Danielle Minson — How You Help
How You Help: Shaken Out of American Jewish Life with a Visit to Jewish Georgia
By Jason Cook
Jason Cook is pursuing his rabbinic ordination at Hebrew Union College in Cincinnati. He traveled with the American Jewish Joint Distribution Committee (JDC) Entwine program; JDC is funded in part by the Jewish Federation of Cincinnati. Cook’s home is Portland, Oregon, but he has been living in Cincinnati for over a year.
For whom are we responsible?
One of the core Jewish values that underpins the way Jews understand community is found in the phrase kol Yisrael aravim ze l’ze, meaning that all of Israel is responsible one for the other. This is the principle that guided American Jews to support the fledgling State of Israel in the early 20th century. It is the principle cited when the American Jewish Joint Distribution Committee (JDC) worked to free Soviet Jews in the 1970s and ’80s. We think of this principle when we donate to the Jewish Family Services food bank or support the Jewish Federation’s annual campaign, which helps international Jewish aid organizations. It is why we welcome so many Israeli shlichim (emissaries) into our midst, and why we send our children to visit Cincinnati’s partner city in Israel, Netanya.
When we think about our community and our daily lives as Jews though, our focus is not on the Jewish communities of the Diaspora. Our primary concern is our own shopping list, not the shopping list of the Jews of a faraway community.
I recently was shaken out of “typical” American Jewish life. I received a a 10-day glimpse of others’ shopping lists as I traveled with the JDC Entwine program to Azerbaijan and Georgia.
In Azerbaijan, we explored the Jewish community of Baku, the capital city, and met with home-bound seniors who live in poverty and receive aid from JDC programs. We also traveled to the town of Quba, about two hours outside of Baku near the Russian border. There, we visited the Red Settlement, Krasnaya Sloboda, historically known as the Jewish Settlement until the Soviet Union changed the name. About 2,000 Jews live in Krasnaya Sloboda. They speak a dialect of Judeo-Farsi (Juhuri) unique to the ethnic Mountain Jews that have lived in the Caucasus region for over two millennia. Their prayer books may look the same as ours, but the world they live in feels far removed.
Upon arriving in Georgia, we spent a great deal of time with university students and young adults who participate in the Tbilisi Hillel house (unlike in the US, Hillel in Europe and particularly the former Soviet Union is not affiliated with any particular university, but instead is a broader community institution). Our group’s assumption was that we were meeting with other, like-minded, progressive young Jews with whom we would form immediate bonds.
The reality was much different.
It became immediately clear that we would have to work harder to connect with these students and find our shared stories. Simply put, our Jewish experiences are different. One of the Georgians we met grew up not knowing he was Jewish. Others told us about living under the Soviet Union’s oppressive, anti-religious regime, and then the collapse of the USSR and the resulting instability in Georgia. It was humbling to receive a reminder that not all of our stories are the same.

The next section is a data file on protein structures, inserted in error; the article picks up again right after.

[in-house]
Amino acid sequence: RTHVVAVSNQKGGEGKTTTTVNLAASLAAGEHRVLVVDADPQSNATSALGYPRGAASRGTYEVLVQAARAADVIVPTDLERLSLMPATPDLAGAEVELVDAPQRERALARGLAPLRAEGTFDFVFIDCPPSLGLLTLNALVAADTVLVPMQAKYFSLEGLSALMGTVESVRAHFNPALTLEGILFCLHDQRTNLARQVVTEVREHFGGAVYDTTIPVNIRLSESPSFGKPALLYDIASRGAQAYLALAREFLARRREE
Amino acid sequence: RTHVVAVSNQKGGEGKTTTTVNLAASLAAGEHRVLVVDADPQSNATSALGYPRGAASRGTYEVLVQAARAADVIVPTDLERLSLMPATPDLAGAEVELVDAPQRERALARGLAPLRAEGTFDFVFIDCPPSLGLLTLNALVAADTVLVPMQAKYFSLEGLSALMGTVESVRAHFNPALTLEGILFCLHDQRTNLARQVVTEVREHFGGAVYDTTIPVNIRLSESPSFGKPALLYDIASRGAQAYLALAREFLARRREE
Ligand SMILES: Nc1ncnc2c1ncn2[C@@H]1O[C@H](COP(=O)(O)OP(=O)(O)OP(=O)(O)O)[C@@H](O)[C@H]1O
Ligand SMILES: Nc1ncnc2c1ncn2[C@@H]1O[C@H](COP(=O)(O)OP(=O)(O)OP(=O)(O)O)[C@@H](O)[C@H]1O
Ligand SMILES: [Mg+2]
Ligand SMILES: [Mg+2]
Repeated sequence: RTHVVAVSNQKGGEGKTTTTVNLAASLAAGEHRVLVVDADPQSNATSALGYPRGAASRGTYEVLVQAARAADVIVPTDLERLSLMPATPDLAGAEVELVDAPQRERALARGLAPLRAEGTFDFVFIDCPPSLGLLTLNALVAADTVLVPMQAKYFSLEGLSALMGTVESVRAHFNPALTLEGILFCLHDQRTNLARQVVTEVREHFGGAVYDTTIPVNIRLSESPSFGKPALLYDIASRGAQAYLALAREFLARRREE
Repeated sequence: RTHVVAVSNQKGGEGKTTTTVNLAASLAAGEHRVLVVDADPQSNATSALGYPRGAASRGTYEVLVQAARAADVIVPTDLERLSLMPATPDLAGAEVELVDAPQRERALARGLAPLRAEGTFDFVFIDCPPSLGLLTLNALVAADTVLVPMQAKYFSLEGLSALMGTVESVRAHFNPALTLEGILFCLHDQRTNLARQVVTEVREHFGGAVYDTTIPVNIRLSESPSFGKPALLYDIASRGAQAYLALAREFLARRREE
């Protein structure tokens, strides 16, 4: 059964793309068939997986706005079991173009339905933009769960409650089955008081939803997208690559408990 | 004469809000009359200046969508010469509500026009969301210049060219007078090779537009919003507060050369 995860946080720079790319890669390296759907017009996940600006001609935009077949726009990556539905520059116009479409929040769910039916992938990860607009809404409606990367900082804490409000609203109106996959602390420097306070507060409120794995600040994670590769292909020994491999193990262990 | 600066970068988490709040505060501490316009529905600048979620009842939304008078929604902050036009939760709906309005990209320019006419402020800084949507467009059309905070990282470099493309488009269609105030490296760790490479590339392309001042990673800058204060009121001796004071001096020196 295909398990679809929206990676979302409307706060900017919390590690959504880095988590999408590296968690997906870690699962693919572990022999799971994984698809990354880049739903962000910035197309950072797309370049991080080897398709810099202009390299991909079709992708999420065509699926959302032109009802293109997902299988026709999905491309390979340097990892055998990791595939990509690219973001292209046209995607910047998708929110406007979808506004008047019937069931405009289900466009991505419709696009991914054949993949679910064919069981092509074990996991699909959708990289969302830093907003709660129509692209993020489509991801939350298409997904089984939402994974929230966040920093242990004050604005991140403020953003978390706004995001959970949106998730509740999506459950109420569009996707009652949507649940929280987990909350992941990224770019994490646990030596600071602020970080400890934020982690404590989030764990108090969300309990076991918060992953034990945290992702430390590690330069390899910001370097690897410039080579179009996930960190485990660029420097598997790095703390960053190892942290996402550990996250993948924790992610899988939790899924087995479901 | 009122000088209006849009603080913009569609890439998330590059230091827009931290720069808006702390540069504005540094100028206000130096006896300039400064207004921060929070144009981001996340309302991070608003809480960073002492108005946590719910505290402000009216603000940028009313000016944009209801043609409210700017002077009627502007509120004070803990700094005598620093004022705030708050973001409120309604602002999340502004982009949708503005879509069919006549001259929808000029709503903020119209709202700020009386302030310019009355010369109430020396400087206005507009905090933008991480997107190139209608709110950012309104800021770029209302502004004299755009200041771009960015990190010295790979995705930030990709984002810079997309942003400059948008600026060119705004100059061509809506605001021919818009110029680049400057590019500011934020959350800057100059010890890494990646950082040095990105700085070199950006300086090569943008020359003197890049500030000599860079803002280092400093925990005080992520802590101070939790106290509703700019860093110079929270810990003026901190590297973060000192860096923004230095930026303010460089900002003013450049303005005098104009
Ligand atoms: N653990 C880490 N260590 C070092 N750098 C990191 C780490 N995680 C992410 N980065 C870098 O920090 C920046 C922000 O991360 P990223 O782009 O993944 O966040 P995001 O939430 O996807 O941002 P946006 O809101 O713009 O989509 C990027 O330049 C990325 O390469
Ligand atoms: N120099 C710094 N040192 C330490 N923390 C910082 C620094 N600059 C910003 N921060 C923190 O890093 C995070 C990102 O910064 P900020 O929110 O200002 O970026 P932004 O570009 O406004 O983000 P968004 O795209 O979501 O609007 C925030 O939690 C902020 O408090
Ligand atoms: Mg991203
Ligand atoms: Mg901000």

The phrase kol Yisrael aravim ze l’ze comes from the Babylonian Talmud (Shevuot 39b). The discussion in the Talmud is not one of altruism and aid, but instead revolves around issues of oath-making and -breaking. One of the conclusions of this discussion is that certain oaths, made by individuals, must be guaranteed by the entire Jewish community, both near and far. The principle is that, on some level, we are actively responsible for the entire Jewish world, and in turn, the entire Jewish world is actively responsible for us as individuals.
We should not take the statement that all Jews are guarantors for each other as a privilege, we should take it as a challenge. To truly be guarantors for the entire Jewish world, we must meet these Jews.
Our altruism and aid is certainly appreciated. The services that the JDC provides in Former Soviet Union countries and around the world is invaluable and would not be possible without our support. However, we must push ourselves out of our comfort zones, and remember that the world does not always reflect our views and experiences, even the Jewish world. We connect because we share elements of collective memory and because our prayers sound the same. Though we have a predisposition to supporting each other, we are not the same.
On Shabbat, at Friday night dinner, the Hillel students and Hebrew Union College (HUC) students gathered together at the Hillel house. The house is nondescript and even happens to be in the Muslim quarter of the city. When we lit candles and recited our blessings, we had to keep the doors and windows closed “just in case.”
Despite the new spaces, we heard the same prayers, blessings, and songs. Together, we sang the song “Salaam” (some may know it as “Od Yavo”). “Salaam” is a song of peace that can be heard at every Jewish summer camp and youth group event across America, and even, as we found, across the world. The song is distinctive for incorporating the Arabic word for peace, salaam, into the Hebrew lyrics. Our Georgian friends shared with us a new twist: after we sang the song in Hebrew together, they surprised us by singing the song in English and then in Georgian. Though we come from different worlds, speak different languages, and have had different upbringings, we were still able to sing of peace together. In that moment, our differences did not divide us, but instead gave us a deeper connection.
We are guarantors for each other. No matter where in the world we may be, we must push ourselves to know the people and the Jewish world for whom we are responsible.
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